I too spent most of my 20s squeezing my ample proportions into undergarments that behaved less like clothing and more like torture devices artfully accessorised with a complicated web of elastic, suspenders, snaps, bows, ribbons, little useless cages of lace, and trimmings that were meant to irritate the skin at some very inopportune moments. I distinctly remember being stuck in the stall of a portable toilet desperately splashing water on my ass after my special “come hither” lacy underwear decided to set my skin on fire with a particularly aggressive wedgie, while the band I had spent a months’ grocery budget to watch live, played my favourite song a few hundred metres away. And I did it while telling myself that I was empowered, and that wearing underthings that made the vein in my mother’s forehead bulge and throb dangerously every time she saw them drying next to her linen, was the perfect metaphor for my unfettered spirit.
I convinced myself that my exorbitantly priced panties and bras made me feel sexy and were the perfect enticements for my inner goddess to come out and play – even when the underwires were trying to grind my ribcage to dust.
Then came the great mutiny of 2015, when I found myself moving to Delhi on an impulse. After one terrifying Tinder match (he turned stalker-ish after one measly conversation) and one even more terrifying blind date (he had a gun in his glove box), I decided to keep my knees closed and my shirts buttoned to the collar. My lady parts were closed for business, and there would be no wayward thongs or naughty bras playing peek-a-boo from the waistline of my jeans or through transparent blouses. Now that getting laid was off the table, the first order of business was to buy myself a dozen pairs of high-waisted plain cotton panties and equally nondescript un-underwired bras that provided full boob cover and came with dependable inch-wide straps. Those were the most comfortable six months of my life so far. Mother clearly approved, as evidenced by the noticeable absence of The Vein and her beaming face every time I went back home.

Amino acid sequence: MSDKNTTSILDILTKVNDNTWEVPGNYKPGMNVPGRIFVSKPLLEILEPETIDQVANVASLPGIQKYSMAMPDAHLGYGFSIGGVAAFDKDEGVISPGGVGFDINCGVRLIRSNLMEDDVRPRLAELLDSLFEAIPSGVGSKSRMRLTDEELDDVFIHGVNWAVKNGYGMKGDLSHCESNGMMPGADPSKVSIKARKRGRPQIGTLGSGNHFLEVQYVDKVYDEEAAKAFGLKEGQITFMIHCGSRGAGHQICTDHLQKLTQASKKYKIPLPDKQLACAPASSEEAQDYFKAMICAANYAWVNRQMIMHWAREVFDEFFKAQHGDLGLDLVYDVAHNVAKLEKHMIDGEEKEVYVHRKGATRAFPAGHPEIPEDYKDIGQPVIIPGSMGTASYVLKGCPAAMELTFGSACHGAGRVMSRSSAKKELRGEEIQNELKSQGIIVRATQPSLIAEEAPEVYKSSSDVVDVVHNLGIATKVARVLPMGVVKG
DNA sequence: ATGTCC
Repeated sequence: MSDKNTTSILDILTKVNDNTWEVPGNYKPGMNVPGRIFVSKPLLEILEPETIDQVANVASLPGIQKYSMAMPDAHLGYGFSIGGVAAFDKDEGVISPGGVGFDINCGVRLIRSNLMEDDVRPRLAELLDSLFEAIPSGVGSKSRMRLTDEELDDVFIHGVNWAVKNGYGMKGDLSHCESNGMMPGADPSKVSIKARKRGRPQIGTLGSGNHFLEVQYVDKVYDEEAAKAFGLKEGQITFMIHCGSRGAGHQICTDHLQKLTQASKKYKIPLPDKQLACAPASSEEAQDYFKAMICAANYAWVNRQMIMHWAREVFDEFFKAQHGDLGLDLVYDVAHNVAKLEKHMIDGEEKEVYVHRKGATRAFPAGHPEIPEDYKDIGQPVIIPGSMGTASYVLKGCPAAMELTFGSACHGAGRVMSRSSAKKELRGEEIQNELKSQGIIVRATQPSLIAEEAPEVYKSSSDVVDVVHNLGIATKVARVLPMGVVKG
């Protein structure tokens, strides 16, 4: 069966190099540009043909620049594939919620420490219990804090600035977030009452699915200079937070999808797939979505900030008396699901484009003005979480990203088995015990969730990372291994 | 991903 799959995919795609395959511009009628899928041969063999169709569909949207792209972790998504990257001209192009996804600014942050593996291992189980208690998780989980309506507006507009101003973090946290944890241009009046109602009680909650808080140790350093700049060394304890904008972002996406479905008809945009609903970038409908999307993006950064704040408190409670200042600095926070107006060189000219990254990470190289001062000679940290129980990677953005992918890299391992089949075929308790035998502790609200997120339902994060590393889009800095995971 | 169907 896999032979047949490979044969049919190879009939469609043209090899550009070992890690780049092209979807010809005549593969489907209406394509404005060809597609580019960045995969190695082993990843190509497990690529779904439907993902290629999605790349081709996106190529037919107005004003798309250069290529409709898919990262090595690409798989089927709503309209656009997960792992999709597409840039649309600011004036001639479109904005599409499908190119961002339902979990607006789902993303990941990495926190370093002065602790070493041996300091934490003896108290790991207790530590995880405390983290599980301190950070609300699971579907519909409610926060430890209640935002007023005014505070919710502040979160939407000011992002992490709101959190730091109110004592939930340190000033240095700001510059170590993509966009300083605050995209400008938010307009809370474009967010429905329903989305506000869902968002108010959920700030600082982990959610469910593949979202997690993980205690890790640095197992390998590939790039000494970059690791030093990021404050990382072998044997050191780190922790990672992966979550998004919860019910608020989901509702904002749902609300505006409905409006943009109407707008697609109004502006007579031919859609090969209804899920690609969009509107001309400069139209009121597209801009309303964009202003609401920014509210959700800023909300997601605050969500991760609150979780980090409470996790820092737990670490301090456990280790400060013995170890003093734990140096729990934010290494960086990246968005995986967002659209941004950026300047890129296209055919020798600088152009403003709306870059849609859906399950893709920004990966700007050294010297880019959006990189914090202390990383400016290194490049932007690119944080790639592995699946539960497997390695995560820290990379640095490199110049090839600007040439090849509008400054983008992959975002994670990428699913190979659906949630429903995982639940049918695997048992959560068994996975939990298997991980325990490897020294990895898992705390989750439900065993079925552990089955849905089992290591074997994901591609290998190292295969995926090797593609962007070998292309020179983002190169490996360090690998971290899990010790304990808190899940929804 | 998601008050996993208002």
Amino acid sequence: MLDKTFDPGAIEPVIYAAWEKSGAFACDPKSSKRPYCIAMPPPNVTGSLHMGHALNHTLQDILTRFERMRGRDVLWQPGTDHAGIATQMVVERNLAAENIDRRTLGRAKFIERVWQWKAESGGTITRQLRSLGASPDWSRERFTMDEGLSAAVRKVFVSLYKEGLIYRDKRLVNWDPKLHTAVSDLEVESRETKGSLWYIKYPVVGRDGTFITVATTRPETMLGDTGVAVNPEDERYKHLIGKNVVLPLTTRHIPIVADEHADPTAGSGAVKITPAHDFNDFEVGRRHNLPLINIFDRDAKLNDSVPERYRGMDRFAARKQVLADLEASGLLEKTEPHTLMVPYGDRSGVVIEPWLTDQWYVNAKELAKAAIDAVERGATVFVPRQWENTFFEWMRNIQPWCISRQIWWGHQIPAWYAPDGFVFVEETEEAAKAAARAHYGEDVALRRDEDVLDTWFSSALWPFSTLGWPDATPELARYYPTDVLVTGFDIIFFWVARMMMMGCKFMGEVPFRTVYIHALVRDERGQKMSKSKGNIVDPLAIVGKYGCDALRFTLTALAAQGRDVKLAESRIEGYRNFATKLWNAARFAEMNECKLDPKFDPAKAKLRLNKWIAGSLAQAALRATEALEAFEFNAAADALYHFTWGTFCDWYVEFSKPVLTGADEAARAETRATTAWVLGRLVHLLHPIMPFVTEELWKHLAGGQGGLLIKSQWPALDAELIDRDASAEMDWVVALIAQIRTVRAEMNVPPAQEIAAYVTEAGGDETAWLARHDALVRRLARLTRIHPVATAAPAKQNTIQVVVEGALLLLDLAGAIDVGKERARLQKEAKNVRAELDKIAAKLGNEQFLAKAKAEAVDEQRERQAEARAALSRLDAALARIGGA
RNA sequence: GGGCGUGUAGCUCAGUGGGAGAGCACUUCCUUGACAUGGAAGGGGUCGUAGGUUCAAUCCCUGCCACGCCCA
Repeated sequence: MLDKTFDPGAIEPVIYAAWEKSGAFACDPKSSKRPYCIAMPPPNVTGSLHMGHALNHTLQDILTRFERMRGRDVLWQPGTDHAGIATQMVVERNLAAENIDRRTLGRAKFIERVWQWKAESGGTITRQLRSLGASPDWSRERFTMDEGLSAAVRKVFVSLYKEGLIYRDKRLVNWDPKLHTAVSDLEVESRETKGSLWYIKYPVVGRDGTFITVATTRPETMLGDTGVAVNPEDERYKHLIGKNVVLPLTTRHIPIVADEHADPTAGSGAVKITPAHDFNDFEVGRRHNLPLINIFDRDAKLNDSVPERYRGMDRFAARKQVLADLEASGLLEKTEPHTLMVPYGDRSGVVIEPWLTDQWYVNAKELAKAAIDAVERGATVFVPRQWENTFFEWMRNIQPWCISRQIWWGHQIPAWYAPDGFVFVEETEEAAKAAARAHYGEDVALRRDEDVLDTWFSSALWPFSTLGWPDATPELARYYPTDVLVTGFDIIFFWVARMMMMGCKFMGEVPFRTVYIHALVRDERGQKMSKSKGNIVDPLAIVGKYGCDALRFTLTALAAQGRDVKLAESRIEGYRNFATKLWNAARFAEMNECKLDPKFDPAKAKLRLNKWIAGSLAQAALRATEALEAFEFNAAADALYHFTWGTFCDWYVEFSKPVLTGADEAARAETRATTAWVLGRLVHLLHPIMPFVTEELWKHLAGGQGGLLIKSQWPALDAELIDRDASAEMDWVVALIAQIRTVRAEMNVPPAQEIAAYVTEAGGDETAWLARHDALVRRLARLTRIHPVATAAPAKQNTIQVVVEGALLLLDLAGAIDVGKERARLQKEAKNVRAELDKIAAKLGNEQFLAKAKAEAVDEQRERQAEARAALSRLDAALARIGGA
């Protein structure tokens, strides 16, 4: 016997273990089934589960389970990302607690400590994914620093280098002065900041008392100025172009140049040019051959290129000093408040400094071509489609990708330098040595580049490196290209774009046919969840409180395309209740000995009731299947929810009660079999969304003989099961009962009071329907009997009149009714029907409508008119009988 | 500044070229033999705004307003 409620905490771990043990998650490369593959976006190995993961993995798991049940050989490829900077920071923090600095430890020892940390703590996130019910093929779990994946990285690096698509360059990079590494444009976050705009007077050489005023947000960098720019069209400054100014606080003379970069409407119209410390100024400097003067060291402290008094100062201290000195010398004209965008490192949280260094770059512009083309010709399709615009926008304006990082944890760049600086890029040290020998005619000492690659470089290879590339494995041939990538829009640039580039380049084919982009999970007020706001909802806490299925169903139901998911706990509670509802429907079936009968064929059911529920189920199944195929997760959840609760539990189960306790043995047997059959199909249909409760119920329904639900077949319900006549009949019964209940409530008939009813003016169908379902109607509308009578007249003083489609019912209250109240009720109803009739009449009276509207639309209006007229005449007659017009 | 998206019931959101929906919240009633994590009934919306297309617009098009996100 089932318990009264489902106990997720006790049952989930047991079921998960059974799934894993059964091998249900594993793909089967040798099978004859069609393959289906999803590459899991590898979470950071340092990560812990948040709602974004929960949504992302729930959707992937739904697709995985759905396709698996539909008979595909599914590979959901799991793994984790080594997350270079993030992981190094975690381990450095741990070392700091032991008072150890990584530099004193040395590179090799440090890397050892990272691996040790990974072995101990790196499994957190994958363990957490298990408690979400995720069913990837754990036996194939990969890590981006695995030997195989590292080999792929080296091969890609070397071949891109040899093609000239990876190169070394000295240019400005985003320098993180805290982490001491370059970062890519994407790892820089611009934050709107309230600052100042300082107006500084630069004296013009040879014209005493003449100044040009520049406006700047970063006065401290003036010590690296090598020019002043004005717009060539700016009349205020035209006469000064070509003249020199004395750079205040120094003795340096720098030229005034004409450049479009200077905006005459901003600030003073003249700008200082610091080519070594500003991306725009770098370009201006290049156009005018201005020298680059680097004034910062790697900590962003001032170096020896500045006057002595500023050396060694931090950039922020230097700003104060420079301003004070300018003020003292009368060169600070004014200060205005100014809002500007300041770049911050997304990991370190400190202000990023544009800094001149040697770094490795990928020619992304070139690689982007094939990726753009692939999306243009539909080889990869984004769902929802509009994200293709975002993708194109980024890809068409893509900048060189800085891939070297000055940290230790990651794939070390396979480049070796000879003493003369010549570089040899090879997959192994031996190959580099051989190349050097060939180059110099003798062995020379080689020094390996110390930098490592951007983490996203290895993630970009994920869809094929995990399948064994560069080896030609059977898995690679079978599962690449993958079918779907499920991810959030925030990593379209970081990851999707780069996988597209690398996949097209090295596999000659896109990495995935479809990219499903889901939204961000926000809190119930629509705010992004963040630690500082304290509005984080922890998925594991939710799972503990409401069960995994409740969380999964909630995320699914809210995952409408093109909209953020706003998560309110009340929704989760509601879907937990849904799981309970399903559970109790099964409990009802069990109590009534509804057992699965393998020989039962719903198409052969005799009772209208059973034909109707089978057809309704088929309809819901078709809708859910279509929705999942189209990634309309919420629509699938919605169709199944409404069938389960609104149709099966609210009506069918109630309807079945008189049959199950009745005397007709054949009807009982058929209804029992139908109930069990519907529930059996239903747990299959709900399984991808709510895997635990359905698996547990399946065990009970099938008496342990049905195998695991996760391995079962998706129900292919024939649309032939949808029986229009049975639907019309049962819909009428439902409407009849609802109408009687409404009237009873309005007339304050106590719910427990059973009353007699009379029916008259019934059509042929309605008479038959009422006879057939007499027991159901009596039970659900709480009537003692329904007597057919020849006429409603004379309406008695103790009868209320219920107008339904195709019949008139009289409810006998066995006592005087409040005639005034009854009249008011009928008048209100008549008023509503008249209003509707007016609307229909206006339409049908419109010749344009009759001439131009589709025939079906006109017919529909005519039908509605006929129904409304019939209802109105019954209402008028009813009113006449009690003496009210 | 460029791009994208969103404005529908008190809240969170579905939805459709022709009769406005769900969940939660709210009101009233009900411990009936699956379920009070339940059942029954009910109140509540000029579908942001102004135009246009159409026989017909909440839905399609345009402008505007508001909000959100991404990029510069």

The key to man-like success is hidden in the trunk crammed with grannypanties lying forgotten in the attic of your local Victoria’s Secret.
It’s amazing how much you can achieve when your underclothes aren’t trying to suck the will to live out of you. My writing speed tripled, and secure in the knowledge that my boobs were no longer being held up by suspiciously weak-looking strings and the power of prayer every time I stepped out, I was able to finish the book that had seemed like an impossible dream from within the confines of my various lace-and-satin cages.
Ladies, if you ever wonder why, no matter how hard you try, you can’t seem to save up enough to make the down payment on even a tiny house in the back-of-beyond neighbourhoods, your answer lies in all the Brazilian waxes you braved your way through just so your pubes wouldn’t puncture the delicate embroidery on your underwear, and all the thousands you’ve spent on each of those bedevilled contraptions.
To the younger women reading this, I leave you with this last bit of parting wisdom: If your minge looks like it is trying to attack your underwear, you’re wearing the wrong underwear. World domination starts with the right set of drawers.
Sonali Kokra is a journalist, writer, editor and media consultant from Mumbai. She writes on feminism, gender rights, sexuality, relationships, and lifestyle. In her 12-year-long career, she has written for national and international magazines, newspapers and websites. She was last seen as the lifestyle editor of NDTV, and HuffPost.com, and has published a coffee table book on Shah Rukh Khan.